What do you guys think is a good way to deal with this situation:

#define TYPE_INT   0  // 4 byte, signed
#define TYPE_CHAR  1  // 1 byte, signed
#define TYPE_UINT  2  // 4 byte, unsigned
#define TYPE_FLOAT 3  // 4 byte, signed, floating point

typedef struct {
  float Value; // This value can be of any type, but initially stored in a float
  int   Type;
} AnyVal;

void main() {

   // The value is loaded by some function, it can have a value of any type in it
   AnyVal *Val = LoadVal();

   // Now do some math with that value
   switch (AnyVal->Type[0]) {
     case TYPE_INT:  ((int)(AnyVal->Value)) /= 2; break;
     case TYPE_UINT: ((unsigned int)(AnyVal->Value)) /= 2; break;
     case TYPE_CHAR: ((char)(AnyVal->Value)) /= 2; break;
     case TYPE_FLOAT: AnyVal->Value /= 2; break;
   // Now send it back with the math done


Basically I have a structure that can hold a value which can be one a several types, and that type is stored in an integer defined by a series of macro's. While this code seems kind of useless in this context, it has a significant meaning to the code I am working on. The problem is that doing math on this value requires checking for the type and performing the same math with the only difference being the type name.

Is there a way I could do something like this instead?

switch (AnyVal->Type[0]) {
     case TYPE_INT:  MAGICTYPE = int; break;
     case TYPE_UINT: MAGICTYPE = unsigned int; break;
     case TYPE_CHAR: MAGICTYPE = char; break;
     case TYPE_FLOAT: MAGICTYPE = float; break;
   ((MAGICTYPE)(AnyVal->Value)) /= 2;

...Or use a macro or something? Problem with macro's is that it resolves at compile time, and this needs to be done at runtime.

I would much rather write the math once and create a switch for the type, instead of copying the math over and over just to change the type name. In my application, the math is quite complex, and I am having to repeat it more times than I would like, but I can't think of a better solution.

And as much as I cringe at the thought of using compiler extensions, id use it if it can solve this problem. I am using the gcc compiler, latest build.

It might be safer to use a union, such as VARIANT.Your structure does not have to be that complicated

typedef struct
   int type;
   union {
     char cVal;
     int iVal;
     float fVal;
   } val;

int main()
    AnyVal val;
    val.type = TYPE_FLOAT
    val.val.fVal = 0.0F;


Are you sure unions will work well with types of different sizes? Char is 1 byte where everything else is 4 bytes.

And how would you suggest I perform the math so that no matter what type it is, it will still result in all types having the same result value?

Is val.val /= 2 legal? Or if not, should I just do all the math with the float and it will safely perform the math to all values, even if its the char?

>>Are you sure unions will work well with types of different sizes?
Absolutely yes. That's the purpose of unions. The sizeof(AnyType) is the size of its largest member.

>>Is val.val /= 2 legal
No, but val.val.iVal/2 is legal

int result = 0;
   case TYPE_INT: result = val.val.iVal/2; break;
   case TYPE_CHAR: result = (int)val.val.cVal/2; break;
   case TYPE_FLOAT: result = (int)val.val.fVal/2; break;

Ok, so I was going to apply this union technique to my program and realized it was not entirely compatible with my specific situation, so I messed up with my question.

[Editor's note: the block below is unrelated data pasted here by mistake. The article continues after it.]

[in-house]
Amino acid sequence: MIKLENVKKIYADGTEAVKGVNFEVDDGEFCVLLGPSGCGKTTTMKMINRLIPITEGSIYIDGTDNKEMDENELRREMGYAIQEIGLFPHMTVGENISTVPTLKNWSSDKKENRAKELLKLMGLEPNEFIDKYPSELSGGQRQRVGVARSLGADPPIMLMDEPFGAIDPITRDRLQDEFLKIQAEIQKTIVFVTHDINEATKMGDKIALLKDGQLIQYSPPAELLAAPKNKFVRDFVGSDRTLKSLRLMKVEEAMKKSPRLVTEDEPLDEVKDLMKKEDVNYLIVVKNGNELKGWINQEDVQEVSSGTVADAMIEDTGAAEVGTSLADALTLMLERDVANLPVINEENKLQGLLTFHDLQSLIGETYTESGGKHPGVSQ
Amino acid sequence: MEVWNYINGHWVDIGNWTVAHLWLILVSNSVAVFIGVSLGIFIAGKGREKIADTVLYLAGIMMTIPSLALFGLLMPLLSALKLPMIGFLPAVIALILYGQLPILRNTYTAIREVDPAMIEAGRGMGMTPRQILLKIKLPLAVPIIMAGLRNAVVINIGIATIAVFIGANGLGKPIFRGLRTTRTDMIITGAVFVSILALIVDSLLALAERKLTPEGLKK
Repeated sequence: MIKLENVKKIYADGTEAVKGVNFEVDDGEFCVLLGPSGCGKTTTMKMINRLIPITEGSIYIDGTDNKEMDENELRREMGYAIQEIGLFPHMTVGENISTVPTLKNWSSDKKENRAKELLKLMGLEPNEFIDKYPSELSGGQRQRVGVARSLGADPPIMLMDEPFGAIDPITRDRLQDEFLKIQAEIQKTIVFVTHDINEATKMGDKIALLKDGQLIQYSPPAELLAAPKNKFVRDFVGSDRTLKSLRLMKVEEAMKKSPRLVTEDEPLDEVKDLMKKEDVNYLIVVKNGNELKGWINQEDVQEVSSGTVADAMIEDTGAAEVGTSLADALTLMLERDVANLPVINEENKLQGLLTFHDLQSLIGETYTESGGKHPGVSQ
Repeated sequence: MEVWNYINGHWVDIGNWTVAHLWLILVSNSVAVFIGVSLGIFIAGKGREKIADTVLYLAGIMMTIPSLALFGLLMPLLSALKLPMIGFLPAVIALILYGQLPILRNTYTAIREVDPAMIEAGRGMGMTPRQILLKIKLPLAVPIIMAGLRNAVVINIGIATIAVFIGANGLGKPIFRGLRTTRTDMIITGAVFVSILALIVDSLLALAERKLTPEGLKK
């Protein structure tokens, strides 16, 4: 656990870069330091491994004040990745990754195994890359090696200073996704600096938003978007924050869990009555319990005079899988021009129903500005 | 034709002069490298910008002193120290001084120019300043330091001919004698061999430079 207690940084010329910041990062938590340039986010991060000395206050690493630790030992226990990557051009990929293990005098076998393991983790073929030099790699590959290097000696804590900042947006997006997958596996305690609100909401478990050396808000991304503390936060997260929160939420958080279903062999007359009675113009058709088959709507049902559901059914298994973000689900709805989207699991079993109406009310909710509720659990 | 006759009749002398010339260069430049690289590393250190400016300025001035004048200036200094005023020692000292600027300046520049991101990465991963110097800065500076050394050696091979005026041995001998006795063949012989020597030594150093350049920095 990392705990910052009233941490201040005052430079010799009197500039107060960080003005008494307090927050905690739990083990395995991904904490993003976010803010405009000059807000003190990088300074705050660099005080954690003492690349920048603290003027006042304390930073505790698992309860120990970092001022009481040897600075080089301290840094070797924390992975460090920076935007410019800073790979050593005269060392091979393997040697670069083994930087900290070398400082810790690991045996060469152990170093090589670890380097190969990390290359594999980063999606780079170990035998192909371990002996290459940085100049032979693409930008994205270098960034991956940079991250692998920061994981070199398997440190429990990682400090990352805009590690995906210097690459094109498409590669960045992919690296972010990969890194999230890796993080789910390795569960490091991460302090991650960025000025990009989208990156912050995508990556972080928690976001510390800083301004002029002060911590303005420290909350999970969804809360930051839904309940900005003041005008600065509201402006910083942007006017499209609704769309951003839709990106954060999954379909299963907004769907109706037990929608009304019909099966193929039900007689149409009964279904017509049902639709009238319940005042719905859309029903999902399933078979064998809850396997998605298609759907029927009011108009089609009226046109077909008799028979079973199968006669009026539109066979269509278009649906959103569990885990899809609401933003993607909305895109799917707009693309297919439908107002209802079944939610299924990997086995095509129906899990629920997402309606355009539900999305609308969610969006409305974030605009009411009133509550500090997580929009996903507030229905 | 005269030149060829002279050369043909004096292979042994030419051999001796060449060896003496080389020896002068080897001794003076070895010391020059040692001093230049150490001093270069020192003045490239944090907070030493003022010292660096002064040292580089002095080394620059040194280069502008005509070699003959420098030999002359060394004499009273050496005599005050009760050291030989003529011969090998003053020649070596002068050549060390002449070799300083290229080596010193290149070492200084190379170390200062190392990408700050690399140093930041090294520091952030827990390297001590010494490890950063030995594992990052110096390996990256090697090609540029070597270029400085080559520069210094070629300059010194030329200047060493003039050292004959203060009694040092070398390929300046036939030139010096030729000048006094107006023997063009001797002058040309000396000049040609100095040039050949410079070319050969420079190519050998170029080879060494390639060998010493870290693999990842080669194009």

In my app, its actually a POINTER to a value whose type is recorded in the struct.

So this leads to a more important question...

char   A = 10;
float *B = (float *)&A;
B[0] /= 3;

Will this create a suttle memory overrun? I would think that if A was 9 there would be no problems, but with the answer being 3.33333~, isnt that automatically a 4 byte number? Will it eat up 3 bytes of memory that does not exist?

In this case I would probably have to copy the value into a 4 byte float and do the math, then cast it to char and copy it back to the value pointed to by the val pointer.

Am I right worrying about that kind of math?

>>Will this create a suttle memory overrun

Absolutely. sizeof(A) is 1. sizeof(float) is 4. Now you guess the result.

>>B[0] /= 3l

Wrong. It's *B /= 3; because B is NOT a pointer to an array but a pointer to a float. But since A is not a float that code snippet will have dedefined behavior, possibly crashing the program.

@Acient Dragon

I just want to make a correction to something you said. In C, all variables can be treated as an array of one element. This is because all variables are pointers to memory locations, and there is literally no difference between that and arrays whose name simply points to the first element of its array.

Since in my example B is a pointer to float, the compiler knows that B is an array of one element in which each element is 4 bytes. So technically, the compiler simplifies B[0] to mean *(B + (0*4)), which simplified further means *B.

If I had said B[1], it would be a problem because *(B + (1*4)) points immediately after the allocated memory of the variable, so its a random memory space.

I like addressing my pointers as arrays of one element because I find floating asterisks confusing, especially when I am doing math on the value that the pointer points to.

Anyways, I created a work around for my problem, which is to simply copy the value to a temp float, do the math, then copy it back to the value casted by type.

P.S. Some of my most hardened enterprise level software which I developed with serious uptime requirements involve code entirely written in this fashion. They never crash or have unpredictable behaviour.